More than two million West African farmers toil daily to produce precious cocoa beans, but few will ever taste the fine chocolate it eventually produces. The trees that produce these butter-rich pods do not grow outside the steamy tropics, thriving instead on the bulge of Africa. As such, the region produces the bulk of the world’s cocoa. Yet, Belgian, Swiss, Italian and other European brands dominate consumer tastes. The African Development Bank (AfDB) estimates that only 5 per cent of the world’s chocolate income reaches farmers. The imbalance is so vast that some development specialists say it compares to illicit money being smuggled out of the continent.
African countries have struggled for years to maximize their take from the commodities they produce. In a bid to increase this share, Ghana and the Ivory Coast declared a fixed premium of $400 a tonne over the benchmark futures price from October last year. The ‘living income differential’ (LID) is intended, as the name suggests, to put more money in the pockets of farmers.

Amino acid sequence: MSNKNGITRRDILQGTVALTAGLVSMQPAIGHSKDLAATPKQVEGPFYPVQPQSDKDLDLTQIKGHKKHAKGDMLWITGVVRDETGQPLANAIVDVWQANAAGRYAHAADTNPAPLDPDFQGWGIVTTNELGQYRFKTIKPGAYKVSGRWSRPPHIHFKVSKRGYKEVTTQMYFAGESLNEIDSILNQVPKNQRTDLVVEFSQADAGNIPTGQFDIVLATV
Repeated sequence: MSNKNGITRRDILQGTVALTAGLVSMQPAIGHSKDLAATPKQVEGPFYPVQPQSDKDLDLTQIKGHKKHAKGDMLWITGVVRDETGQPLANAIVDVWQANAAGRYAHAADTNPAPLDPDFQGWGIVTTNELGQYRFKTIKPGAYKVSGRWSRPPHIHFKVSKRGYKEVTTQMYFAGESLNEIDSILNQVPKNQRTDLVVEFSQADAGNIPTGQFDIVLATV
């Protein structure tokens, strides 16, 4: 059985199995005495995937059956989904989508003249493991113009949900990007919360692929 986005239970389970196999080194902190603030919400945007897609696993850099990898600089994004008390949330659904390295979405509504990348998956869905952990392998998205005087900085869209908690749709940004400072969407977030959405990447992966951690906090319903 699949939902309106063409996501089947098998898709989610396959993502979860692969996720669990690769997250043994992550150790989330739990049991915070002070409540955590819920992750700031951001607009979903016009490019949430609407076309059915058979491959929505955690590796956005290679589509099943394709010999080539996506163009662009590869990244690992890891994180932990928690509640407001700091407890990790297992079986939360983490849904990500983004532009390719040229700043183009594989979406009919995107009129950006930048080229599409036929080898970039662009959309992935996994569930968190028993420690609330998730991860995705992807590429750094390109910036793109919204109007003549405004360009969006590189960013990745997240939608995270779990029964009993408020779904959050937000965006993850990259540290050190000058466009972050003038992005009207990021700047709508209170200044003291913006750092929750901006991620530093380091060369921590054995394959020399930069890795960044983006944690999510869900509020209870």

Ghana’s president Nana Akufo-Addo told an investment forum in Johannesburg in November that the two countries had co-operated to raise incomes for farmers. The main consumers of cocoa such as Belgian confection company Barry Callebaut, US chocolate giant Mars and Swiss food maker Nestle have all said they support the surcharge. However, it remains to be seen whether the extra $400 will reflect in prices paid by consumers.